Only “hardcore sustainable” customers are currently willing to pay extra for eco-conscious hotels, according to Marco Lemmers, CEO of hospitality company Conscious Hotels.
Lemmers predicts that hotel guests will be prepared to pay more for sustainability in the future, but it will be “a few years from now”.
“I think people will be prepared to pay more for a sustainable solution,” he told Dezeen.
“We’re not there yet, because the hotel business is still quite price-sensitive. You have to be hardcore sustainable to want to pay €10 euros extra for a sustainable stay. But slowly it’s moving in that direction.”
Conscious Hotels has four properties in Amsterdam. These hotels have eco-friendly policies in place for all of their operations, including interior fit-out, energy and water use, food and drink, and cleaning processes.
According to Lemmers, the company’s sustainability ethos has enabled it to build a loyal customer base.
“We’re the most sustainable option in Amsterdam, so we see a lot of returning guests” he said.
The brand’s mantra is “eco-sexy, big smiles”
However this alone is not enough to make the business thrive, Lemmers explained. Conscious Hotels aims to be competitive in terms of design and cost, so it can also attract non-eco-minded customers.
“The only way to make change is to seduce people,” he said.
“We have our sustainable planet promises but we also have to make it sexy. Sexy is about having beautiful places, beautiful food and drink, and beautiful people.”
Looking forward, Lemmers predicts that changes in legislation will soon give eco-minded hotels a competitive advantage over rivals.
He believes that hotel owners in Europe will soon be legally obligated to meet much stricter rules on the sustainability of their buildings and operations.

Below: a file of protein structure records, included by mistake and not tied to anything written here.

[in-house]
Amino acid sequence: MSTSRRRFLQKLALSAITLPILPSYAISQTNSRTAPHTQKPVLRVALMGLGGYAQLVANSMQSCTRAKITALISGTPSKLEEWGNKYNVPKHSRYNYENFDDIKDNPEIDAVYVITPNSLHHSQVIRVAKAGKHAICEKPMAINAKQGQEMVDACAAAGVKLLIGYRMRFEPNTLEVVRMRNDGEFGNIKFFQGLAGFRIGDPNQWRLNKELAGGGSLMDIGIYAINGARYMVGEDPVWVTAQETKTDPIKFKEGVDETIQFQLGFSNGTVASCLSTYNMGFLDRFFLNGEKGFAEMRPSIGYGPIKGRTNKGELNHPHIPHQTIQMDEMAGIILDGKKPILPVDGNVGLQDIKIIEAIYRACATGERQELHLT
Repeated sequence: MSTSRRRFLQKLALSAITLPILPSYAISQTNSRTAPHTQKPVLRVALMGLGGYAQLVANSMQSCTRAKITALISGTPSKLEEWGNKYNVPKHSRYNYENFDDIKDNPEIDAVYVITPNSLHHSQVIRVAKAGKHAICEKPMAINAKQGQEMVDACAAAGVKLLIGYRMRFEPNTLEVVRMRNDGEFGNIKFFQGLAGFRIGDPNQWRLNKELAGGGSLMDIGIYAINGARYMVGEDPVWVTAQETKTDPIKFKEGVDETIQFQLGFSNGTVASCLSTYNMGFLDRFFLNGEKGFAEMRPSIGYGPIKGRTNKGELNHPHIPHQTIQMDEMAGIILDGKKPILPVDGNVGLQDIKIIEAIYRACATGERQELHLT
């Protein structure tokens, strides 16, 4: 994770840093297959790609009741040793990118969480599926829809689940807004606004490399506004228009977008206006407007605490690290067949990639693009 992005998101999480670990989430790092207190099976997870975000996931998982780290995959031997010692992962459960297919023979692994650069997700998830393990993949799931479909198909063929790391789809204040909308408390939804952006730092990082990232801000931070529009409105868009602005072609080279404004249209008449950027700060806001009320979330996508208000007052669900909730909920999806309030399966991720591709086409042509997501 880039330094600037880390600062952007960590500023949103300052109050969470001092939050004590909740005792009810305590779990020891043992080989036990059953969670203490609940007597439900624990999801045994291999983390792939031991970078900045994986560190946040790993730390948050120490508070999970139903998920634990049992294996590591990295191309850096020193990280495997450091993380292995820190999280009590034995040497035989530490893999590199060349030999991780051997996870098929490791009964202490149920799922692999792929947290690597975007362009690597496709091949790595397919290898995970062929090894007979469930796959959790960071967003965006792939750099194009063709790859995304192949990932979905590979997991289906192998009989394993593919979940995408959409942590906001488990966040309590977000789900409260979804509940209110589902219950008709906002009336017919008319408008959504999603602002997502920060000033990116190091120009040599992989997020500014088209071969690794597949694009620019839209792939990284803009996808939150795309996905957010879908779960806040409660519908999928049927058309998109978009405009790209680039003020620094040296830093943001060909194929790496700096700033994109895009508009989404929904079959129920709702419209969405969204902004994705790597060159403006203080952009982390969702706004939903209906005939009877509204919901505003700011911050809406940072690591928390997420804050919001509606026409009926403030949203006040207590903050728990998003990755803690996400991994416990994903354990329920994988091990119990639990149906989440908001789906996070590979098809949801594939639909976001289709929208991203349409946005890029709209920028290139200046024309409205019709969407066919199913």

“We’ve already seen it happen in the Netherlands with offices and the same will happen with hotels,” he stated.
“Even if you don’t believe in sustainability, do a SWOT analysis in the next business planning cycle and see the threat.”
The CEO says that hotels lagging behind need to urgently rethink their approach, or risk playing catchup.
“There’s an opportunity now – if you have sustainability in order, you have a competitive advantage,” he said. “Pretty soon legislation will push you to go there anyway, and there’s usually not a lot to be gained by being one of the last movers.”
Conscious Hotels implements a number of guidelines in order to reduce its environmental impact.
All the materials used for hotel fit-out are either natural products with cradle-to-cradle certification, or they are recycled or second-hand.
Conscious Hotel Westerpark is 100 per cent electric-powered, with most of its energy supplied by the brand’s own windmill, while two of the other hotels generate energy from rooftop solar panels.
Restaurants serve organic food, with more than 50 per cent vegan or vegetarian dishes, and almost all produce is sourced from local suppliers.
Other initiatives include green walls, passive heating and cooling systems, organic cleaning products, water-saving showerheads and faucets, refillable toiletries and waste separation.
While Lemmers acknowledges that some of these initiatives require time and investment, particularly for large hotel chains, he claims that others are easy to implement.
He believes that all hotels could easily take at least one step towards improving their sustainability credentials.
“Start with the operation; you can do it today,” he said. “Just procure stuff that’s local instead of having it come from the other side of the world.”
“FF & E (furniture, fixtures and equipment) comes slightly later, but you have to invest in that every seven years anyway, to maintain and renew.”
Conscious Hotels currently has 318 rooms across its four Amsterdam hotels, although the brand plans to increase this to 1,500 as part of a Europe-wide expansion.